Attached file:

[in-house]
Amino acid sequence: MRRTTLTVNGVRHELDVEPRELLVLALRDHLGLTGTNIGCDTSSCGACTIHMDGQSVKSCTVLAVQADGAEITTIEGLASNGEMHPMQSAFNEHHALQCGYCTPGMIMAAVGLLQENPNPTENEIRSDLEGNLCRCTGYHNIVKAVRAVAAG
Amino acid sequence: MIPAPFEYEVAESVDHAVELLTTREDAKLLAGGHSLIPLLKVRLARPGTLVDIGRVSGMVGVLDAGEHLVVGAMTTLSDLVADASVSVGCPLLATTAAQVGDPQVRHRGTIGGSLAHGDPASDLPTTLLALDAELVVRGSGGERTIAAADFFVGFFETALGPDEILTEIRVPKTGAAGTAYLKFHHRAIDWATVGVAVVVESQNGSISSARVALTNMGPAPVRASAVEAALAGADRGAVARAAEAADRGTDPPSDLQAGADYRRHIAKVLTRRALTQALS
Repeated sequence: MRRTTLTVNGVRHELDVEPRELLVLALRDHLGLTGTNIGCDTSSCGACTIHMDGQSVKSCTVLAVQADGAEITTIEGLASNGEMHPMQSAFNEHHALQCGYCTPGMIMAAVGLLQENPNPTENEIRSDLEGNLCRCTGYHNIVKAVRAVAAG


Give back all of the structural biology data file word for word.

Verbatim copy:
[in-house]
Amino acid sequence: MRRTTLTVNGVRHELDVEPRELLVLALRDHLGLTGTNIGCDTSSCGACTIHMDGQSVKSCTVLAVQADGAEITTIEGLASNGEMHPMQSAFNEHHALQCGYCTPGMIMAAVGLLQENPNPTENEIRSDLEGNLCRCTGYHNIVKAVRAVAAG
Amino acid sequence: MIPAPFEYEVAESVDHAVELLTTREDAKLLAGGHSLIPLLKVRLARPGTLVDIGRVSGMVGVLDAGEHLVVGAMTTLSDLVADASVSVGCPLLATTAAQVGDPQVRHRGTIGGSLAHGDPASDLPTTLLALDAELVVRGSGGERTIAAADFFVGFFETALGPDEILTEIRVPKTGAAGTAYLKFHHRAIDWATVGVAVVVESQNGSISSARVALTNMGPAPVRASAVEAALAGADRGAVARAAEAADRGTDPPSDLQAGADYRRHIAKVLTRRALTQALS
Repeated sequence: MRRTTLTVNGVRHELDVEPRELLVLALRDHLGLTGTNIGCDTSSCGACTIHMDGQSVKSCTVLAVQADGAEITTIEGLASNGEMHPMQSAFNEHHALQCGYCTPGMIMAAVGLLQENPNPTENEIRSDLEGNLCRCTGYHNIVKAVRAVAAG